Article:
Working with the acclaimed photographer David Burdeny (winner of multiple IPA awards as International Fine Art Photographer of the Year), I wrote a piece on “Salt”, his evocative series of aerial photographs. While Burdeny’s photographs are masterful without any commentary, the writing serves to give viewers more to think about, a story to consider, sparking further intrigue and emotions. And the writing acts as a springboard so people dive deeper into the artwork. 


Finally, I know many artists are hesitant (or hate) talking about themselves or their work. But language is a catalyst to empathy and understanding. Artists should value its power. If needed, professional writers and ghostwriters can help break through any barriers and sort out what needs to be said. Considering the perennial value and marketing importance of what you write, and the opportunity to engage curious admirers, there are lots of positive reasons to make a meaningful mark with your messaging. Go at it with gusto and put some soul into your words.   

And in a time of increasing AI creative ability, all that honesty and insightful information reveals a human truth and story at the heart of your artistry. That compelling sense of humanity is now evermore key in how an audience regards and values the authenticity of an artist and their work.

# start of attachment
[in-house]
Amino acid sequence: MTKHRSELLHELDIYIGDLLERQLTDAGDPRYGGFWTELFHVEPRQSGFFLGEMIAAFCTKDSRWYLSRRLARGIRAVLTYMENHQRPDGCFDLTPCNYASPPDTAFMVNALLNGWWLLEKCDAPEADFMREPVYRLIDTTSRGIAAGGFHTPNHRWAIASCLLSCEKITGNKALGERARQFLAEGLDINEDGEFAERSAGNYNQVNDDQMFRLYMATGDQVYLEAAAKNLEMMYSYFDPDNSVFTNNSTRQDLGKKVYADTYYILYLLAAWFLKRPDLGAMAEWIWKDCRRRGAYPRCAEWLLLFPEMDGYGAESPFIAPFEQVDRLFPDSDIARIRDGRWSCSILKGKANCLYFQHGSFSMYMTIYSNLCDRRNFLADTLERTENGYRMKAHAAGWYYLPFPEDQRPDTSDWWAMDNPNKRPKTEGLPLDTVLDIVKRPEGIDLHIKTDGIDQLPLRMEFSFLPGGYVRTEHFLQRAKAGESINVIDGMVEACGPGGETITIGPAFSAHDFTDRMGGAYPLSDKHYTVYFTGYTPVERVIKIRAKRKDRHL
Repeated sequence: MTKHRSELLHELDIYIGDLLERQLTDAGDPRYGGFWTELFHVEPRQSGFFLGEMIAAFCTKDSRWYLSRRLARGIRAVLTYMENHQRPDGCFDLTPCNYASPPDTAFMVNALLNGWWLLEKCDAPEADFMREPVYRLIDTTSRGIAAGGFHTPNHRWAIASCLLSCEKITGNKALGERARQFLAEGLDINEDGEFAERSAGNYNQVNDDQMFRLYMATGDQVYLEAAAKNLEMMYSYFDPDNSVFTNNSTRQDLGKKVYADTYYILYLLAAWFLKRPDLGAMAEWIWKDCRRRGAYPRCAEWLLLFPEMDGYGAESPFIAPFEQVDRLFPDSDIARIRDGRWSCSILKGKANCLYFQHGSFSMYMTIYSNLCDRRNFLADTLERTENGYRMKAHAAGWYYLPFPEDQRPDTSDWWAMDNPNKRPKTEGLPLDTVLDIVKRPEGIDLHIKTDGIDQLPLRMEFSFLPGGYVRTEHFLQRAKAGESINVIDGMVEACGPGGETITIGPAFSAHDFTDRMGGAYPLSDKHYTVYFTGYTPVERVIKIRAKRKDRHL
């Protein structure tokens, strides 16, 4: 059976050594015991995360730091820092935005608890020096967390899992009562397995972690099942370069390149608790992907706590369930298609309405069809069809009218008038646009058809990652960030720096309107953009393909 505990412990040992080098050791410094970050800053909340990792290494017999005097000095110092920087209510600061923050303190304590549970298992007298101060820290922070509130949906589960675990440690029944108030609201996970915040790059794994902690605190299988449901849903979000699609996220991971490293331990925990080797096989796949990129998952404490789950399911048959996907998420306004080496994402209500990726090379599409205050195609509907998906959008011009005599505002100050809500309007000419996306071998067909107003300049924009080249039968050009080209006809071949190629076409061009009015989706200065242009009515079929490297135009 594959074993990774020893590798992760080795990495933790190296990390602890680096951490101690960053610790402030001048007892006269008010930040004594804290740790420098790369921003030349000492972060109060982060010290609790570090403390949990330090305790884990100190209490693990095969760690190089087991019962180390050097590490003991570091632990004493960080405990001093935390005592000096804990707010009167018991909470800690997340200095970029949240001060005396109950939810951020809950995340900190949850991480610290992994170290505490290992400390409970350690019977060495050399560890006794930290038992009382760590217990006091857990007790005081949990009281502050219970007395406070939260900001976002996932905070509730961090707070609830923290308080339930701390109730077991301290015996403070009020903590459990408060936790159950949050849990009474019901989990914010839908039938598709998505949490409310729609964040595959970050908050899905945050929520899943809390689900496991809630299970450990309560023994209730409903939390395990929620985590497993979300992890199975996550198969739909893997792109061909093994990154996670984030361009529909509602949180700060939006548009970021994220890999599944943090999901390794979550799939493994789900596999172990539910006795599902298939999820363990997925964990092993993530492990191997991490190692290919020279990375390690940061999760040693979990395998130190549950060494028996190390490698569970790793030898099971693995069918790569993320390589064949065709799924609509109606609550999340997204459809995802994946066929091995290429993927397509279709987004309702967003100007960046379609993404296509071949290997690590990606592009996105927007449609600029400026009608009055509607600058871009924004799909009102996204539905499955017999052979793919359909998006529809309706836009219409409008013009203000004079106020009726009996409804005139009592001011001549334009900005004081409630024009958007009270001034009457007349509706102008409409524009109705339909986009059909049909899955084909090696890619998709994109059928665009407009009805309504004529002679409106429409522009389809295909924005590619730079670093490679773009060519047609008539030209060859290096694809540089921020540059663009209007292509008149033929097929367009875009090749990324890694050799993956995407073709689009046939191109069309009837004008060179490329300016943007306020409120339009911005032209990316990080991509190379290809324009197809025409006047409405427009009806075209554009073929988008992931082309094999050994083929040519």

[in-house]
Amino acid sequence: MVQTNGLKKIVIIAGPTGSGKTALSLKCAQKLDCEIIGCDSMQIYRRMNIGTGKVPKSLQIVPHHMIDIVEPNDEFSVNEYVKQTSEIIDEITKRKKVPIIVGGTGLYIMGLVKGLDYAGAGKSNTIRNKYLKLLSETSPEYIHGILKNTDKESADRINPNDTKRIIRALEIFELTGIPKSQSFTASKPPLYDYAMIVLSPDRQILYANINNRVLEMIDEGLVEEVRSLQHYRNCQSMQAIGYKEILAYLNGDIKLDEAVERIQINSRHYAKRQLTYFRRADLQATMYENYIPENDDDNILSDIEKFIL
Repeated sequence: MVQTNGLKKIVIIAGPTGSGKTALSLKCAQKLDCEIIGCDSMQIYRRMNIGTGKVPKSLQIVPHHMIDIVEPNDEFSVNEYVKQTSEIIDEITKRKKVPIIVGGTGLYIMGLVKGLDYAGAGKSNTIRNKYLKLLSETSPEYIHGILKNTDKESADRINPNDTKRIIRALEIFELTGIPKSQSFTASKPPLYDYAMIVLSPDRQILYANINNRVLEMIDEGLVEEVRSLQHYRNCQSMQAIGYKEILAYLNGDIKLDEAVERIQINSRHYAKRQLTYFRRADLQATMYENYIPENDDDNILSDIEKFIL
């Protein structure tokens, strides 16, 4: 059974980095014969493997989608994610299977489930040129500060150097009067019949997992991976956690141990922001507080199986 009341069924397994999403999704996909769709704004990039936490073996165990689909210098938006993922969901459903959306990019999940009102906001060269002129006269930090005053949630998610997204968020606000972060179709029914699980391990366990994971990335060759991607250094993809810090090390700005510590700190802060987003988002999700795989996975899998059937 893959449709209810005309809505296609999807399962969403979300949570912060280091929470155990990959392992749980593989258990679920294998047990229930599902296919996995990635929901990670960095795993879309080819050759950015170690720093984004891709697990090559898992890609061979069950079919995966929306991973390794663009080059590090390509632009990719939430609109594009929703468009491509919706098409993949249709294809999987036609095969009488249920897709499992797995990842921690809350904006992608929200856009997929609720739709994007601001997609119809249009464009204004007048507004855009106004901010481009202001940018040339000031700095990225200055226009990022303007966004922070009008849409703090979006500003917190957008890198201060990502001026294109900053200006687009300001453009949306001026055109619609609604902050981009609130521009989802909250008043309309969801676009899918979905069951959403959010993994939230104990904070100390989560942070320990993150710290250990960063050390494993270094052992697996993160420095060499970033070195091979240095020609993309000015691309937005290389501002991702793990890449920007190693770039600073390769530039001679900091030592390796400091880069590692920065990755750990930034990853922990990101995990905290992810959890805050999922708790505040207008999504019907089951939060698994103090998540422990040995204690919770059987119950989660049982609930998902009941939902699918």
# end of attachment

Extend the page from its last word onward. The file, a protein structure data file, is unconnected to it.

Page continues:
If you have any questions about how to improve the messaging elements of your website or brand identity, we’re always happy to connect.


Barry Dumka

BCreative Consulting


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Barry Dumka


Ghosts are everywhere these days. It’s reported that the majority of books are now ghostwritten. And ghostwriters also help shape everything from blogs to speeches to artist statements and personal narratives. Working with a ghost can be an essential strategy for building your stature and finding the right words to get you to your goal.But many people are uncertain about the often shadowy ghostwriting world and what makes for a successful ghostwriter/client relationship. Having ghost-written for many clients. in this post I talk about the opportunity and challenges in ghostwriting and offer 4 tips that I believe will lead to better results and greater rewards. 



Barry Dumka


Contemporary marketing guru Seth Godin states, “Marketing is no longer about the stuff you make, but about the stories you tell.” Even for creatives who make art, not “stuff”, it’s a valuable point. The use of stories and storytelling principles in contemporary marketing for creatives and personal brands has become even more essential for building an audience, creating authentic connections and driving sales. In this post, I consider why stories are so important in marketing communication – from blogposts to speeches, personal bios and brand messaging – and why the rise of AI has only increased their value.



Insights, Inspirations and What In The World Is This




As a freelance creative consultancy, BCreative Consulting gets involved in many unique projects specific to the needs of our clients. We enjoy insightful conversations, positive client relationships and heralding the authentic meaning and value at the core of all creative efforts. It’s a powerful opportunity – and a great challenge – to inspire an audience. 

And we love being part of that process. 

Do you have a project that needs some strategic help?  Or a good story?